Digital Archive brought to you
by JPMorgan Chase & Co.
This is a sermon chapter and possible draft for Dr. King's book "Strength to Love." Dr. King writes from the perspective of Paul the Apostle. Through the words of King, Paul speaks to modern day American Christians and challenges them to uphold true Christian values. Paul notes the presence of economic, scientific, and technological development, yet questions the contradiction of social injustices in a society that seems so advanced.
William C. Bartholomay, chairman and president of the Atlanta Braves, thanks Mr. and Mrs. King for sending him a recording of the "March on Washington."
This letter of condolence, originating from a Bank of America executive in San Francisco, CA and addressed to Mrs. King. The writer expresses hope that Dr. King's work and legacy will carry forward in his tradition of nonviolence.
In a hearing on the plight of inner cities, Dr. King focuses on injustices in the urban ghettoes, stating that the problem is not primarily a race issue but an economic one. He calls for a rebalancing of national priorities and links the plight of America's poor to the squandering of resources on war.
Dr. King summarizes a biblical passage from the Book of John, in which he describes "inquiring Greeks" from a rich heritage who came to Philip and made the simple request, "sir, we would see Jesus." These words are also the title of one of Dr. King's sermons delivered at Ebenezer Baptist Church.
Dr. King addresses the National Democratic Platform and Resolutions Committee. He calls for strong federal action in the South to prevent violence and to uphold the decisions of the Supreme Court pertaining to the end of segregation.
The Child Development Group of Mississippi is being terminated by the Office of Economic Opportunity. This is not because the program isn't valid but because it would disturb the balance of politics in Mississippi. Klein and Saks, Inc. has helped keep the program alive. The goal of the program was to provide education, medical assistance, and nourishment for preschool children and their families.
Dr. King quotes Henry Nelson Wieman’s article “Authority and the Normative Approach” in the Journal of Religion for a definition of the scientific method. He used this quote in his doctoral dissertation, “A Comparison of the Conceptions of God in the Thinking of Paul Tillich and Henry Nelson Wieman.”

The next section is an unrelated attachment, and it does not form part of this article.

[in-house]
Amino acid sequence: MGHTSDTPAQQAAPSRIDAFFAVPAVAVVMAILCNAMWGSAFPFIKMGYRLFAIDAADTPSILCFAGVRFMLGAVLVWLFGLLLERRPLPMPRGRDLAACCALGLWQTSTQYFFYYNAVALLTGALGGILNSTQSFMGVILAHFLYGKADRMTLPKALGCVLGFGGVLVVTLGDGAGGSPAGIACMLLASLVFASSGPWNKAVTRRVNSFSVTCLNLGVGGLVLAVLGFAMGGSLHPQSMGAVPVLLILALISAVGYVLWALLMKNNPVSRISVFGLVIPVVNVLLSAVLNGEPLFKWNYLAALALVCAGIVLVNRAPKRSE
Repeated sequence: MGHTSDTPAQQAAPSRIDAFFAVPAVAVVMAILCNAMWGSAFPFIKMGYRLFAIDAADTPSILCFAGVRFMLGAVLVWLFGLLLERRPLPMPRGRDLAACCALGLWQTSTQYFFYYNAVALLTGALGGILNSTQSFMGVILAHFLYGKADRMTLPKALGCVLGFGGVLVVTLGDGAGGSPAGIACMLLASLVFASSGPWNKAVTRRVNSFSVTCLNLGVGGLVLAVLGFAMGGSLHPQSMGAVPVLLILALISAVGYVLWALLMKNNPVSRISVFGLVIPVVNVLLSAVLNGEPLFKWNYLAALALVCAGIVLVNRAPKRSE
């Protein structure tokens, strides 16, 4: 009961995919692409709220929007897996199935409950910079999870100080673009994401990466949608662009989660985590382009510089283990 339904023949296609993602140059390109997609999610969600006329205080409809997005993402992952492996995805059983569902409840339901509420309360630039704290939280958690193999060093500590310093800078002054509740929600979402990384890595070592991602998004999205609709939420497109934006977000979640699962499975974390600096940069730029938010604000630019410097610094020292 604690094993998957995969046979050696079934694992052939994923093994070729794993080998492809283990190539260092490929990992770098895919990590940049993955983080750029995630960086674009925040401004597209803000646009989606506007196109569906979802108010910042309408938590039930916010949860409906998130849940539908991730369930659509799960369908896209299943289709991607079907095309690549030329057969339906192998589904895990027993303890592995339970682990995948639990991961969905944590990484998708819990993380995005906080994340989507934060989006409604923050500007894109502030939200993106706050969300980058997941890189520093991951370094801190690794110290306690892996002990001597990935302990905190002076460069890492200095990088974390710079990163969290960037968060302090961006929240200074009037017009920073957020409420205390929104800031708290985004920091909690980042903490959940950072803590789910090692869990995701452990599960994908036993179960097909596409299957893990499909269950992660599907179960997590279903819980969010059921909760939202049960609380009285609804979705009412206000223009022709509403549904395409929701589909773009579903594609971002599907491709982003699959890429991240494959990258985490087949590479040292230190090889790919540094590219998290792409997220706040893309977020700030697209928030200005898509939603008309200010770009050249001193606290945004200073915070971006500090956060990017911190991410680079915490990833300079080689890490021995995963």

Dora McDonald responds to Rev. C.A. Echols on behalf of Dr. King. She encloses a statement from Dr. King which was pubished in the "Massachusetts Review" for Echol's graduate studies.
Dr. King graciously declines Mr. Bennett's invitation to speak in St. Paul under the sponsorship of the Minnesota Federation of Teachers. Dr. King will be traveling to Israel and Africa during this time.
Steve Delaney, Assistant New Director for WSOC, writes William Lampkin regarding Dr. King's visit to Montreat, North Carolina. Delaney thanks Lampkin for providing updates about the visit and also asks for additional information about Dr. King's planned speech.
Robert Tucker inquires about Dr. King's views on Adam Clayton Powell and his position in Washington. Tucker states that he has great respect for Dr. King, which is why he wants clarity on his sentiments regarding the Powell controversy.
Ernest Evans is writing to Dr. King asking him to come by his home while he is visiting Chicago. Evans discusses the problems of his living conditions and the increase in the cost of living. He hopes that Dr. King will be able to bring about positive change for the community.
This document contains a proposal for recruiting 1,745 "grass root" delegates to the SCLC's 1967 Annual Convention. Also included is a desired amount of delegates from southern states, a proposed list of meeting places, and a budget for recruiting the delegates.
Dr. King regretfully informs Mr. Sutton of his inability to speak at Drexel Institute for the 1965-1966 calendar year. At the time of writing, Dr. King was engaged in non-violent grass roots efforts throughout the South to end racial discrimination. His commitment to community issues would oftentimes force him to refuse public speaking engagements, among other requests.
The International Confederation for Disarmament and Peace issues a report of the Stockholm World Conference on Vietnam. Within the report, an appeal to the world is made on behalf of Vietnam and a resolution is offered to outline the ways in which a settlement can be reached between the United States and Vietnam.
Ronald Bauer congratulates Dr. King on being awarded the Nobel Peace Prize. As President of the Inter American University, Bauer informs Dr. King of the institution's initiatives in the quest for peace. Two international conferences, sponsored by Inter American University, engages university students from all over the world. Bauer is embarking on a plan to establish his own international university and invites Dr. King to be part of a special International Advisory Council featuring notable world leaders.